I have been following the big society idea in the U.K. with some interest – I heard another podcast last night as I was cooking/doing the dishes and waiting for my daughter at piano lessons.
It seems to me the idea of empowering local communities to make decisions and take greater control of their destiny makes a lot of sense but at the same time scale matters.
Take the example of schools. I have been involved a little with the Moncton High School situation and I was blown away when I heard the province doesn’t even consult with the city about where to put new schools – not even as a courtesy. This even though the city is obliged to provide specific services around the school such as sidewalks. So a city may have a municipal plan and specifically state it wants certain types of services in certain areas (such as neighbourhood schools) which the province ignores.
There are a number of decisions that provinces make that are like this. I think I mentioned before that I talked with a city manager one time who said he had not met the Minister of local government once in over two years. And this was one of the largest cities in the province. That’s crazy – these guys should be on speed dial.
The problem is that old paternalism – anyone who has worked at various levels of government knows about this – the feds – the province – local government in that order. The province knows best.
My main point today was around the big society and economic development. I have been thinking more and more lately that we need to better engage the business community directly in economic development. It seems to me that businesses – particularly those that have built export markets, that have partnered with global companies, that have filed for patents, that have attracted investment, that have shown an ability to be efficient with resources – have some value to add to the process of economic development.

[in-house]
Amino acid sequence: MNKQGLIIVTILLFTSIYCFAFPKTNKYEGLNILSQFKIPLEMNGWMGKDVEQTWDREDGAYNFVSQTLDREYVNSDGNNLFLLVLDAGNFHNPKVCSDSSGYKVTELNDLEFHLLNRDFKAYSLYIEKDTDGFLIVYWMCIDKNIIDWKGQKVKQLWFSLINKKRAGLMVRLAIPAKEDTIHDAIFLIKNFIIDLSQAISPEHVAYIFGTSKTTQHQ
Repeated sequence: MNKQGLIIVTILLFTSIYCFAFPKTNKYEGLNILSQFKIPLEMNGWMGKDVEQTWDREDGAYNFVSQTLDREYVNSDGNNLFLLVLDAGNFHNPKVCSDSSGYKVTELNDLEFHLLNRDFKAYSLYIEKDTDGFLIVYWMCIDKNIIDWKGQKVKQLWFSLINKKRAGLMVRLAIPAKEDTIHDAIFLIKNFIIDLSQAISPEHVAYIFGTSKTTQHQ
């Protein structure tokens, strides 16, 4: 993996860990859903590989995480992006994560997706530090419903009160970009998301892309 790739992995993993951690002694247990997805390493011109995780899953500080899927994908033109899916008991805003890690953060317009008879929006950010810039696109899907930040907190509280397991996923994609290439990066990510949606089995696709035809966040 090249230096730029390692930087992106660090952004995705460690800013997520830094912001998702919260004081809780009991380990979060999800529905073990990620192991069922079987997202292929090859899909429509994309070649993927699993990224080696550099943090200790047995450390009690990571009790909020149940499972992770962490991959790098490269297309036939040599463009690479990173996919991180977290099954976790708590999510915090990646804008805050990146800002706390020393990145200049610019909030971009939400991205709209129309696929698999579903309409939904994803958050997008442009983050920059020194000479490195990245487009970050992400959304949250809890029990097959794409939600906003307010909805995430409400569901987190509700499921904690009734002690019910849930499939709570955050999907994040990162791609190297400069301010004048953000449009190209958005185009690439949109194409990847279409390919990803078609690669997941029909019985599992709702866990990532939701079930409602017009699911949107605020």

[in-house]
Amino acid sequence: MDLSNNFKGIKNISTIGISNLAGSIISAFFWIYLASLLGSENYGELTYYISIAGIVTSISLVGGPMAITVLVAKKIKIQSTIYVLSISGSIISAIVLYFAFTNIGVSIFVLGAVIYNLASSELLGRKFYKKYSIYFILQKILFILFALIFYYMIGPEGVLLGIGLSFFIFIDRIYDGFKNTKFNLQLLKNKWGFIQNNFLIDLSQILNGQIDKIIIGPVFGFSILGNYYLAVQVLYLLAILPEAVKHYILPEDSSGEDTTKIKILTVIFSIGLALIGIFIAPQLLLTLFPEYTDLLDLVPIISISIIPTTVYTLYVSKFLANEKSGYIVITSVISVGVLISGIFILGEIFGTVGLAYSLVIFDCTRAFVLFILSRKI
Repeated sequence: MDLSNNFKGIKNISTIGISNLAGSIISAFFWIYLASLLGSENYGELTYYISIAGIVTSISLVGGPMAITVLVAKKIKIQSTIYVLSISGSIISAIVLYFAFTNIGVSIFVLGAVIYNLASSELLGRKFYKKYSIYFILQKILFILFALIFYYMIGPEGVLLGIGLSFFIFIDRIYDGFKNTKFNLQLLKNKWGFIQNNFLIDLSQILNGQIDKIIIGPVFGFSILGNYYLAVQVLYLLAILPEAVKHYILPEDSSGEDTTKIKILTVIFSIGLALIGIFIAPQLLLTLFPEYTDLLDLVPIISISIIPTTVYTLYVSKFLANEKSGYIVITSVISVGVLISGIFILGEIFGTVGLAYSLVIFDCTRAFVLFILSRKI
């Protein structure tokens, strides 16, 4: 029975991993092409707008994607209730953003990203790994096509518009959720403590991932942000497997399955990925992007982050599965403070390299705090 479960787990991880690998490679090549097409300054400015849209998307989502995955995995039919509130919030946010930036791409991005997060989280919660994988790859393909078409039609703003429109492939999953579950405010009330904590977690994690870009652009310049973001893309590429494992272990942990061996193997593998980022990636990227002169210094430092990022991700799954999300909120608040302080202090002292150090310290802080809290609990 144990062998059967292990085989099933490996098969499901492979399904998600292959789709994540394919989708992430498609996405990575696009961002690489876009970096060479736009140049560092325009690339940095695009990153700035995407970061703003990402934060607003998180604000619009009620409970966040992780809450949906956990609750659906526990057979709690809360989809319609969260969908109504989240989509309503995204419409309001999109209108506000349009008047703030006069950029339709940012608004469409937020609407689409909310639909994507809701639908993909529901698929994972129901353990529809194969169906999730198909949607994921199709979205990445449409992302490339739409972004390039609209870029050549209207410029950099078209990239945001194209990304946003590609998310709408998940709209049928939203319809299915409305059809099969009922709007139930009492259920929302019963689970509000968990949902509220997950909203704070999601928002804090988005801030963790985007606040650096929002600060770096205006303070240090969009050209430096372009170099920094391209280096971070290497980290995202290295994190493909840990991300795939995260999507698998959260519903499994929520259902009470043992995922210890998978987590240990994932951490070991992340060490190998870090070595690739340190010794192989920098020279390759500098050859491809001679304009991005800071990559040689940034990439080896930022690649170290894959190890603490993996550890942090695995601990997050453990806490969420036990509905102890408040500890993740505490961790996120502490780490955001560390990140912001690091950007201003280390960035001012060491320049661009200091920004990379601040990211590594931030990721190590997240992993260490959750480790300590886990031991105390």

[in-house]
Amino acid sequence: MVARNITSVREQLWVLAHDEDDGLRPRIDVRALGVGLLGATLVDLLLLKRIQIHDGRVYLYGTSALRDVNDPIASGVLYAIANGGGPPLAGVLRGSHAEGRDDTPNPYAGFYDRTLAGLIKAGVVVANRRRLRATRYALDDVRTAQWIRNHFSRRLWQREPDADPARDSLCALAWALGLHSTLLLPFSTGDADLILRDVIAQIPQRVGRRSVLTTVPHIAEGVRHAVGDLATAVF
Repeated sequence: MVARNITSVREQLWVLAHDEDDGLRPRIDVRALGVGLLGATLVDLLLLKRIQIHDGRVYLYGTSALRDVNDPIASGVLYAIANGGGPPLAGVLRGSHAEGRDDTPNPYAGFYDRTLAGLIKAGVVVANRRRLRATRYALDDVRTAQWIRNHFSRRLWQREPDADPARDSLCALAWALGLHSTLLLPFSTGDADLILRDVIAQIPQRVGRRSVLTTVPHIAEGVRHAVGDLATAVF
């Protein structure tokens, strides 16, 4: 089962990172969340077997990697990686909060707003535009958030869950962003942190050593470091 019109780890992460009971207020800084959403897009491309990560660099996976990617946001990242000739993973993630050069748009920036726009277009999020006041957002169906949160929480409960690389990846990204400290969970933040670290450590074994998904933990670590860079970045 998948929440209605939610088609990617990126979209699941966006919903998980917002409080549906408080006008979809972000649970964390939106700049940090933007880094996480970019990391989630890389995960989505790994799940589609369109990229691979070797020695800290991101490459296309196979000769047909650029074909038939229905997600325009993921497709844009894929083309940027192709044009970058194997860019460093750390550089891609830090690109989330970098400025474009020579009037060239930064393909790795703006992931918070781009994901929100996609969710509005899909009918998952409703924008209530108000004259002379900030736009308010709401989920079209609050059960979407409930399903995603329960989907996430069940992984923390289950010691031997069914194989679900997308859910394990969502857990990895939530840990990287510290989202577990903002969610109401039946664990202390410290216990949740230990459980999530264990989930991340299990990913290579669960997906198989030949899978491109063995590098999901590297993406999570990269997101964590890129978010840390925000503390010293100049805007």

I have said it before – and it’s not secret – that I am not sure that governments are the best conduit for economic development. Government has a vested interested in economic development. Government is a key stakeholder in economic development – but I am just not sure it is particularly good at the mechanics of it.
Most government is about spending money. We see a need in society and we build a program to fill it and we fund it with taxpayer dollars. If you go up and down the halls of the Centennial Building in Fredericton you will find well intentioned bureaucrats developing and analyzing how government money is spent – in health care, education, transportation, etc.
Economic development is (or should be) about making money. Why else spend taxpayer dollars? For every dollar we invest in economic development we should be getting $3-4 back in new tax revenue or else why bother?
Anyway, I’d like to find ways to get business more directly involved but I am still a little reluctant because personal self interest is a powerful force. For example, many New Brunswick businesses are downright hostile to the idea of attracting firms here – let’s say Google, Michelin, Boeing – because they worry about losing workers – or having to pay more for workers – or, one of my favourites, that there is only a small ‘pool of taxpayer money for economic development’ and it should be given to local firms.
In other words, many businesses are very interested in economic development as long as it helps them and not particularly interested in economic development in a broader sense. The truth is that a lot of NB firms have benefited from a weak economy. They have been able to pay lower wages, had zero turnover and had a government eager to give out money. If there was a strong economy in New Brunswick, wages would go up, there would be more competition for workers and the government would feel less compelled to dole out taxpayer funds.
Having said all that, however; I continue to meet business leaders that are ready to get in the game – ready to help NB grow its economy and not locked into parochial thinking.
I think we should serious look at building industry groups/associations related to the sectors of the economy with good growth prospects and help them build the value proposition and the strategy for growing the sector. Government would be directly involved with these groups and there would still be a major role for government – out selling the province, helping to fill gaps, etc. but the leadership would come from the sectors themselves.
The idea needs more meat on the bones but I think we need to start looking at it. Instead of whining, let’s get these folks in the game.